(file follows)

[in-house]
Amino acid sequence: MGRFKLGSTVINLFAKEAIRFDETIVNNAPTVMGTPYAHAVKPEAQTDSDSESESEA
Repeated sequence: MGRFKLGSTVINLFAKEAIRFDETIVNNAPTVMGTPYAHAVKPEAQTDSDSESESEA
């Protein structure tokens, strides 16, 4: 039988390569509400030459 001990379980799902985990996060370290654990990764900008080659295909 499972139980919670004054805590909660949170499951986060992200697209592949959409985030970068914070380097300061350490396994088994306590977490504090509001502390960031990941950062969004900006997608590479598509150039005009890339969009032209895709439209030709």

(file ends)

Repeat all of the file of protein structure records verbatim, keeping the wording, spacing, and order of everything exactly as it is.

[in-house]
Amino acid sequence: MGRFKLGSTVINLFAKEAIRFDETIVNNAPTVMGTPYAHAVKPEAQTDSDSESESEA
Repeated sequence: MGRFKLGSTVINLFAKEAIRFDETIVNNAPTVMGTPYAHAVKPEAQTDSDSESESEA
């Protein structure tokens, strides 16, 4: 039988390569509400030459 001990379980799902985990996060370290654990990764900008080659295909 499972139980919670004054805590909660949170499951986060992200697209592949959409985030970068914070380097300061350490396994088994306590977490504090509001502390960031990941950062969004900006997608590479598509150039005009890339969009032209895709439209030709």